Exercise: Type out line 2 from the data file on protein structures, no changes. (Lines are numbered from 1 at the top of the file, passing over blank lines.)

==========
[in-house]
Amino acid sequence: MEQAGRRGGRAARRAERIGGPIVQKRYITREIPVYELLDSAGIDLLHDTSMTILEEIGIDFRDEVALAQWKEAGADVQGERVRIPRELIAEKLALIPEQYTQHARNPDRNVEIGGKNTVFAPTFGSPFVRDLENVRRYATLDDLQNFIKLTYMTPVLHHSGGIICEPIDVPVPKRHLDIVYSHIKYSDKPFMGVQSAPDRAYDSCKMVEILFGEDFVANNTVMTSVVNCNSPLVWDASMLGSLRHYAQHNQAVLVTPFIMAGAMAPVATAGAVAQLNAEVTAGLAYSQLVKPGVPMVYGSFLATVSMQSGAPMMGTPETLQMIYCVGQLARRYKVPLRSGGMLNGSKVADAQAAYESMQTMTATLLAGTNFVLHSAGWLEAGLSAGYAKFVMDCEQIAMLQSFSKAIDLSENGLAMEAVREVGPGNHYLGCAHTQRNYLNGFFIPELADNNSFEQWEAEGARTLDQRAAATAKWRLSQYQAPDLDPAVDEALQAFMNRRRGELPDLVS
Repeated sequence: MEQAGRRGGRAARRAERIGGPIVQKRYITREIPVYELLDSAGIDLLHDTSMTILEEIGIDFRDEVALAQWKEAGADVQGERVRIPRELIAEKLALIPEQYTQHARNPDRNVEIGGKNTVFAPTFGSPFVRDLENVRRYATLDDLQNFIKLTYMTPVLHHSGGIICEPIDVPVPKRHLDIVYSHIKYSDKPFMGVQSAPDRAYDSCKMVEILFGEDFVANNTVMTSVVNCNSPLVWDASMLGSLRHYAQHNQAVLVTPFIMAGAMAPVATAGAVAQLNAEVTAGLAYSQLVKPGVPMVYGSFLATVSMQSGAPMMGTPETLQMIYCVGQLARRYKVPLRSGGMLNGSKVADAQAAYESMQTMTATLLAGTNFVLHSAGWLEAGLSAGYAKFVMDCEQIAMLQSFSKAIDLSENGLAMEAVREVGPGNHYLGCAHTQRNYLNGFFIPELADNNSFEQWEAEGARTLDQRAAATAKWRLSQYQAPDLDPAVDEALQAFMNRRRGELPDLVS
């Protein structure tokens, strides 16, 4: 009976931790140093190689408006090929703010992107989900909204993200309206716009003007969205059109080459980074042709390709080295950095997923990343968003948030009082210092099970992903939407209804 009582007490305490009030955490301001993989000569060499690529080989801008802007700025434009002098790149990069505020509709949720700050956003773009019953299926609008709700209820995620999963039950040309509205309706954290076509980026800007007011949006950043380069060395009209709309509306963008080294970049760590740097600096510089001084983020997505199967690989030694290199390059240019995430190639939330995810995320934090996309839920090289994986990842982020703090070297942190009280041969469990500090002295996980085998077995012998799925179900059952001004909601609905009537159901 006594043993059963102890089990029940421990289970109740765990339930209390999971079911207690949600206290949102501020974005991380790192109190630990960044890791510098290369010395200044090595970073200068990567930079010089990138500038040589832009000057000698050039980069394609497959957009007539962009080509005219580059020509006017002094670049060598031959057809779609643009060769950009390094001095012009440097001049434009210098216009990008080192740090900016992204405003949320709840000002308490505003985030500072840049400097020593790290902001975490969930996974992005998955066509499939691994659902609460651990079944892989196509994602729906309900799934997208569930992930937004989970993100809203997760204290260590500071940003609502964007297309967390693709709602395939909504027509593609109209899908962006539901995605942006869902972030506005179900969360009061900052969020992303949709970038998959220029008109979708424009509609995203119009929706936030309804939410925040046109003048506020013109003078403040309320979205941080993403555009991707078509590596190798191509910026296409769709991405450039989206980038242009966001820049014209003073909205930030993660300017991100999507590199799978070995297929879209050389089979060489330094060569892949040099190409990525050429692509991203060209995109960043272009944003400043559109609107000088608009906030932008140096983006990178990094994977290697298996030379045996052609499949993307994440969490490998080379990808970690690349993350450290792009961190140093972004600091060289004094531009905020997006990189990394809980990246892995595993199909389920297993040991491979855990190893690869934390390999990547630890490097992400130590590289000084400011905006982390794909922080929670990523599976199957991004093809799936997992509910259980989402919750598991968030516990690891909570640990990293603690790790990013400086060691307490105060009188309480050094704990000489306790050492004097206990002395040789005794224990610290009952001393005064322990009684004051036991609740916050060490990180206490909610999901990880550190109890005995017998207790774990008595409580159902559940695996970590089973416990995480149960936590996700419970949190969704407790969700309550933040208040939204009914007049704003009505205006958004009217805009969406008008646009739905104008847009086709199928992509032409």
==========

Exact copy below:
Amino acid sequence: MEQAGRRGGRAARRAERIGGPIVQKRYITREIPVYELLDSAGIDLLHDTSMTILEEIGIDFRDEVALAQWKEAGADVQGERVRIPRELIAEKLALIPEQYTQHARNPDRNVEIGGKNTVFAPTFGSPFVRDLENVRRYATLDDLQNFIKLTYMTPVLHHSGGIICEPIDVPVPKRHLDIVYSHIKYSDKPFMGVQSAPDRAYDSCKMVEILFGEDFVANNTVMTSVVNCNSPLVWDASMLGSLRHYAQHNQAVLVTPFIMAGAMAPVATAGAVAQLNAEVTAGLAYSQLVKPGVPMVYGSFLATVSMQSGAPMMGTPETLQMIYCVGQLARRYKVPLRSGGMLNGSKVADAQAAYESMQTMTATLLAGTNFVLHSAGWLEAGLSAGYAKFVMDCEQIAMLQSFSKAIDLSENGLAMEAVREVGPGNHYLGCAHTQRNYLNGFFIPELADNNSFEQWEAEGARTLDQRAAATAKWRLSQYQAPDLDPAVDEALQAFMNRRRGELPDLVS